Why Leadings?

Not to lead, but to be led            -- by the Holy Spirit.

See Leader, Servant, or Slave? in the section below, "Walking the Walk".

Jack in Denali National Park, 2012.

God's Wrath

Why was Sodom destroyed? Ezekiel tells us in chapter 16, verse 49: "This was the sin of your sister, Sodom: Pride, full-ness of bread, and abundance of idleness. Neither did she strengthen the hand of the poor and needy."

That's also why Jerusalem was destroyed.

And now, with greed as our national virtue, what hope is there for the United States of America? We are afflicted by imperialistic pride, obesity, and entertainment addiction, and we are all called to do our part to "strengthen the hand of the poor and needy".

"Strengthen the hand" is the King James wording. Modern translations say "help the poor and needy." And there's a world of difference between the two. Helping the poor = as little as throwing some cash in the Salvation Army bucket at Christmas time. That's charity. It's doing for, not doing with.

My Grandmother was right about charity. On a below-zero day, she went out on the back porch with a skillet to throw hot grease on the back-yard snow. She shivered as she re-entered the kitchen and said, "Wooooh, colder than charity."

Strengthening the hand is much different. We get personally involved with another person who needs help, and we work with her or him to get the needed help. That's risky. You're vulnerable. It takes prayer, time and patience. You need knowledge and wisdom from the LORD. There are great rewards, however. You get a brother or sister.

Strengthening the hand is great work for our churches -- which we ignore far more often than we perform. Why? Because we're afflicted with the Ameri-can curse of individualism. Christians are to be a tribe -- a tribe that takes care of each other. In Galatians 6:16, Paul calls us "the Israel of God" -- the new 13th tribe.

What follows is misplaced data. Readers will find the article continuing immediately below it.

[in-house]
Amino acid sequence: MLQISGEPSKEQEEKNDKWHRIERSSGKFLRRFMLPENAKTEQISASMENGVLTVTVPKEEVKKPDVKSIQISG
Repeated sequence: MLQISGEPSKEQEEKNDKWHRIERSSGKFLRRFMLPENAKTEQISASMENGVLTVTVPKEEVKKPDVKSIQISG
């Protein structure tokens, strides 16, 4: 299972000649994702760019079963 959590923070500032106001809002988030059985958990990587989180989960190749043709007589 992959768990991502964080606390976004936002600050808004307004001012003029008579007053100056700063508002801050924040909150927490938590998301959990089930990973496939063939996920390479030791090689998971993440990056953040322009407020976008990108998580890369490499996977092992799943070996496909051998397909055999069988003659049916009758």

Jesus said, "The poor you shall always have with you." He didn't mean that as a curse -- the notion that the poor are an inevi-table nuisance and expense, to be hidden in the slums. Rather, He was saying, "You shall always be among the poor."

When you strengthen hands, you fulfill Deuteronomy 15:4-5: "However, there need be no poor people among you, for in the land the LORD your God is giving you to possess as your inheritance, he will richly bless you, if only you fully obey the LORD your God . . ." It's a glorious responsibility and promise.

And how do prosperous Americans fulfill that promise? Generally, by making sure they have no contact with people who are poor -- and we have been that way from our beginnings in the 17th century. Early villages in Massachusetts solved the problem by out-lawing poor people. Today, we deal with the same problem by confining the poor in urban reservations, our slums.

As the Supreme Court Bailiff says at the beginning of each session, "God save the United States of America..." 

Saturday
Mar212015

WALLED OUT

Cast

Andrew

Bystander, a Jerusalem resident

Caiaphas

James

John

Peter

Pontius Pilate

Narrator

 

 

 

NARRATOR:  Welcome to our Good Friday play, "Walled Out." Our players are:

Marie Yamamoto as Pontius Pilate

Rita Berrian as the High Priest, Caiaphas

Glenn Vaughn as a bystander, a Jerusalem resident

Jeannean McSwane as Andrew

Marjorie Devine as James

Kathy Hatcher as John

Art Hanley as Peter

I'm Sharon Morrison, your Narrator

The whole cast also doubles as the crowd screaming for Jesus' blood on the morning of Jesus' execution, Good Friday.

For the set, imagine a high wall behind us, with spikes and a huge locked gate.

As the curtain rises, we see John standing on the shoulders of Peter and Andrew. John is climbing onto the wall. John holds onto a spike and gets his left foot over the wall.

 

Version 7

 

JOHN:  Now, Andrew, push up on my right foot. (Astride the wall, John settles himself as comfortably as he can with his back against the gate.) Wow.

JAMES:  What do you see, John?

JOHN:  Herod's palace is over there—farther away than I can throw a stone. The courtyard is packed with people.

ANDREW:  What people?

JOHN:  White linen robes scattered through the crowd. They must be student Pharisees. . . .Rags, lots of people in rags. . . .And here below—(Beat) Hi Eri (AIR-ee). What are you doing here? (The audience does not hear Eri's reply.) Hired? How much they pay you? (The audience does not hear Eri's reply.) That much? Just to stand around? (The audience does not hear Eri's reply.) Where? (John shades his eyes with his right hand.) Sure. I see him. (To the disciples:) Andrew, Peter, James, here's what's happening. Caiaphas and the priesthood have hired the Jerusalem riff-raff—beggers, winos, thieves, prostitutes, vagrants. They've packed Herod's courtyard. Standing on the edge of Herod's porch is Saul, that young Pharisee from Asia. He's giving signals to the mob.